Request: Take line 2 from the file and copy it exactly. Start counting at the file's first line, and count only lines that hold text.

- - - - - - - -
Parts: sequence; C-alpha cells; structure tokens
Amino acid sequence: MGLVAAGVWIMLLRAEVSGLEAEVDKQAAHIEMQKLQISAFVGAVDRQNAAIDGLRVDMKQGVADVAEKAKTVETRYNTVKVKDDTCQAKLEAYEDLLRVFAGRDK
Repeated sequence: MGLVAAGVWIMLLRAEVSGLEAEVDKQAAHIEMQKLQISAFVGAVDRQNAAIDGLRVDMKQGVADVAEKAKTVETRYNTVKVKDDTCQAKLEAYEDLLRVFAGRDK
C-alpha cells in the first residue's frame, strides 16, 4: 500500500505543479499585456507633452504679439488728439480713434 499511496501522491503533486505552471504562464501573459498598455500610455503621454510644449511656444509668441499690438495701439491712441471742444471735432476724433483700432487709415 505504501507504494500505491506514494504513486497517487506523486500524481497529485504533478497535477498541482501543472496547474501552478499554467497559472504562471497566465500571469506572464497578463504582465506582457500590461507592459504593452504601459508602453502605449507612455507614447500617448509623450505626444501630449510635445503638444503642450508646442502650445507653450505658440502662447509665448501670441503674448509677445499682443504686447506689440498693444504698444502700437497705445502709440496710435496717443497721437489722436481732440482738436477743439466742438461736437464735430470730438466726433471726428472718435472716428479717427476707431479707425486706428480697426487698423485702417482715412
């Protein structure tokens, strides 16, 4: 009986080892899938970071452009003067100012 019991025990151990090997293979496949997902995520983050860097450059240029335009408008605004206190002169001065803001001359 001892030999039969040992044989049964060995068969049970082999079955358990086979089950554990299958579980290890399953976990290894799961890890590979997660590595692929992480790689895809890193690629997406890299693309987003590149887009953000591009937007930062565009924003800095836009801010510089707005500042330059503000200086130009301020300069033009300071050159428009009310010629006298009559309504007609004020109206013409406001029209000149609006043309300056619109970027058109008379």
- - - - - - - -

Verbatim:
Amino acid sequence: MGLVAAGVWIMLLRAEVSGLEAEVDKQAAHIEMQKLQISAFVGAVDRQNAAIDGLRVDMKQGVADVAEKAKTVETRYNTVKVKDDTCQAKLEAYEDLLRVFAGRDK